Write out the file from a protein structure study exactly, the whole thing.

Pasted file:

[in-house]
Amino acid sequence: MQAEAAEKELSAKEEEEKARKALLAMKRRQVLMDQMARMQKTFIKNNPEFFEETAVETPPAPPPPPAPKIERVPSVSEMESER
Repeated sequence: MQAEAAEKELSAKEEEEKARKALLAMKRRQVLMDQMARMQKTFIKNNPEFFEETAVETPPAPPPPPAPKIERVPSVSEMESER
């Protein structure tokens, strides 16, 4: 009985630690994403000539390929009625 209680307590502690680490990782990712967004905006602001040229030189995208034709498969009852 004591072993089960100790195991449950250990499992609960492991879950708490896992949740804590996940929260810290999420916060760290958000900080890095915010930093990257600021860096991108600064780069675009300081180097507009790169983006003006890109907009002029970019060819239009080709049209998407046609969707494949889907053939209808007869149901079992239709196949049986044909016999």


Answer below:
[in-house]
Amino acid sequence: MQAEAAEKELSAKEEEEKARKALLAMKRRQVLMDQMARMQKTFIKNNPEFFEETAVETPPAPPPPPAPKIERVPSVSEMESER
Repeated sequence: MQAEAAEKELSAKEEEEKARKALLAMKRRQVLMDQMARMQKTFIKNNPEFFEETAVETPPAPPPPPAPKIERVPSVSEMESER
């Protein structure tokens, strides 16, 4: 009985630690994403000539390929009625 209680307590502690680490990782990712967004905006602001040229030189995208034709498969009852 004591072993089960100790195991449950250990499992609960492991879950708490896992949740804590996940929260810290999420916060760290958000900080890095915010930093990257600021860096991108600064780069675009300081180097507009790169983006003006890109907009002029970019060819239009080709049209998407046609969707494949889907053939209808007869149901079992239709196949049986044909016999």